An Easter reflection: dreaming dreams, hoping against hopeApr 10, 2023
Easter is a time for dreaming dreams and for hoping against hope. Pragmatists, even if they be religious believers, are unlikely to expend too much energy doing so. But with the state of our troubled world in Ukraine, Syria, Palestine, Yemen, Somalia, and Myanmar, it behoves us to take a breather and contemplate what peace might look like, or how we might get there.
Expanding the moral imagination and confirming the spiritual consolation of promised and elusive peace might just assist us – both to do more of the hard work in thinking about how peace might be fostered in our troubled world, and to commit more of our resources to ensuring the preconditions for peace for those cheated it through no fault of their own.
In the gospel of John, we are told that the disciples are locked in a room paralysed by fear. Jesus appears and declares: ‘Peace be with you.’ At his last meal with the disciples before his death, Jesus had said, ‘Peace I bequeath to you, my own peace I give to you, a peace which the world cannot give, this is my gift to you. Do not let your hearts be troubled or afraid.’ He concluded: ‘I have told you all this so that you may find peace in me. In the world you will have hardship, but be courageous, I have conquered the world.’
We are now marking the 20th anniversary of the disastrous Iraq War. There have been many post facto observations about the war. There are still many lessons to learn from such a disastrous military escapade. Some of those lessons were plain for all to see even back then twenty years ago when many of us turned out in tens of thousands to protest the war. Our voices were not heard, or if heard, were not heeded. Pope John Paul II at the time despatched Cardinal Lagi the one time tennis partner of George Bush Snr to meet with President George W Bush. The pope wrote:
‘I have spared no effort in asking all parties to take every measure to ensure that the precious gift of peace is preserved and protected. I am convinced that peace is always possible even in the most difficult situations.
‘For this reason, I did not hesitate to send my special Envoy to speak with the President of Iraq and to ask his Government to cooperate fully with the United Nations Organisation in complete compliance with its international obligations, given the consequences that an armed conflict would have upon his people.
‘I have now decided to send to you Cardinal Pio Laghi, former Apostolic Nuncio to the United States, whom I am sure you know. I ask you to receive him as my personal Envoy and to listen to the message that he bears on my behalf. It represents what lies in the depth of my heart for the good of all people.’
Even some of the most conservative Catholics in the USA disregarded John Paul’s intervention completely. Nationalism and political ideology are often trumps even for the most religious of folk. For his part, John Paul dealt respectfully, firmly and clearly with both sides.
While honouring necessary diplomatic confidences, Lagi at the time issued a public statement saying:
‘[T]he Holy See’s position has been two-fold. First, the Iraqi government is obliged to fulfil completely and fully its international obligations regarding human rights and disarmament under the UN resolutions with respect for international norms. Second, these obligations and their fulfilment must continue to be pursued within the framework of the United Nations.’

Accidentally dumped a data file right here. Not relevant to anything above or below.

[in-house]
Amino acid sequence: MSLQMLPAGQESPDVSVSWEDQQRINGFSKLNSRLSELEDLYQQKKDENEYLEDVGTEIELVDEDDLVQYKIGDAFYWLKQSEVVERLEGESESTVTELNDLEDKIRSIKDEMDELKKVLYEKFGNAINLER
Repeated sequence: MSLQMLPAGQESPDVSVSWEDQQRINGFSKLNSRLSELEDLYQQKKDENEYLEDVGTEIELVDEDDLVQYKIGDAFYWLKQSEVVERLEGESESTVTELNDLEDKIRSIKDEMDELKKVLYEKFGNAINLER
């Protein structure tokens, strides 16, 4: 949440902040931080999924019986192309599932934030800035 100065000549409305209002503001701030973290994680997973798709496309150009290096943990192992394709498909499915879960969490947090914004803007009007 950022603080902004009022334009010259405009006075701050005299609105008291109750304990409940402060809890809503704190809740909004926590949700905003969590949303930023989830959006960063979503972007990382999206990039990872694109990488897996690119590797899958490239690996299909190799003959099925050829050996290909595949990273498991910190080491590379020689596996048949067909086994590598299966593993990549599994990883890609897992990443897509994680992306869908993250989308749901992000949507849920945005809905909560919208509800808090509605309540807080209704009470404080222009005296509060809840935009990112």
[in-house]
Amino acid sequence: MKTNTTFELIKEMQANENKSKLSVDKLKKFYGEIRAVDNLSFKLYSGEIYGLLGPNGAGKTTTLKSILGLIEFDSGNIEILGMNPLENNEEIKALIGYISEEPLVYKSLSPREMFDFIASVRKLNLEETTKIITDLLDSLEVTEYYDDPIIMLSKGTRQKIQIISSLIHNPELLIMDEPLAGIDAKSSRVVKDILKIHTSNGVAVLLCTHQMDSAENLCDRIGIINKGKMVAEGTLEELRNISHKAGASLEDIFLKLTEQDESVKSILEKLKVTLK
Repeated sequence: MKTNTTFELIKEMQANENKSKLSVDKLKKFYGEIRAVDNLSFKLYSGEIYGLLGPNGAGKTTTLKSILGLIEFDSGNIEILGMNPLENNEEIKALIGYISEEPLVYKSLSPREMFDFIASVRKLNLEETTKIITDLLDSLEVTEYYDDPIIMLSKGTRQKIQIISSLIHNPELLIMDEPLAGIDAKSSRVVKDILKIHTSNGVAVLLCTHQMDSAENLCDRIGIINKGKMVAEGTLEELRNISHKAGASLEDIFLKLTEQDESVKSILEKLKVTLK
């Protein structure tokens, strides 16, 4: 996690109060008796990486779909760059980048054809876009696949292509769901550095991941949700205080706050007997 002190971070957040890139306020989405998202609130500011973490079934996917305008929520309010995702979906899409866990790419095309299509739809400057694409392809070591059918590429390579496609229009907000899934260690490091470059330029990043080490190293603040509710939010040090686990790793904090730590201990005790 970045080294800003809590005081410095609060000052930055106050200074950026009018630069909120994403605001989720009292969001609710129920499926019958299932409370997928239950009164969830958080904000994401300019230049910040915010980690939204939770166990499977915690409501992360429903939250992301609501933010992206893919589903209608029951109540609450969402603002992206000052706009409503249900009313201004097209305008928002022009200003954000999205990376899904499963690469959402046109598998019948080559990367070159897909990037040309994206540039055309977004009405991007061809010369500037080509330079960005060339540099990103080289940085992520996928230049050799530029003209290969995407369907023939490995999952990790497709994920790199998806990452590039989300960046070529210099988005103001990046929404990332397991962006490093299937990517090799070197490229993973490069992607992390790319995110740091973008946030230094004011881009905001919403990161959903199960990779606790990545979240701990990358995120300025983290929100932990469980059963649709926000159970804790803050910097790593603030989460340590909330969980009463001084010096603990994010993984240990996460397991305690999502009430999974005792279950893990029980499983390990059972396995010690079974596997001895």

Lagi maintained that there were ‘still peaceful avenues within the context of the vast patrimony of international law and institutions which exist for that purpose. A decision regarding the use of military force can only be taken within the framework of the United Nations, but always taking into account the grave consequences of such an armed conflict: the suffering of the people of Iraq and those involved in the military operation, a further instability in the region and a new gulf between Islam and Christianity.’
At least the mistakes have been admitted in the UK; not so, here in Australia.
With the Russian invasion of Ukraine, Pope Francis took the unprecedented step of going down the street and entering the Russian embassy to plead for peace with the ambassador. Publicly he appealed ‘to those with political responsibility to examine their consciences seriously before God, who is the God of peace and not of war.’ He encouraged believers to dedicate themselves intensely to prayer and fasting, saying: ‘May the Queen of Peace preserve the world from the madness of war.’
At Easter, we are invited to open our borders and break out of our isolationist fears. We dream of peace and we recommit ourselves to peace built on a commitment to an international order which treats all warring factions according to their just desserts. We admit the errors of our ways. We don’t confuse national self defence with a commitment to an alliance aimed at international dominance. And when confronted with an interminable conflict as in Ukraine, we pray the more earnestly and commit ourselves in solidarity to those who suffer through no fault of their own nor of their leaders, knowing that there is some ‘peace which the world cannot give’.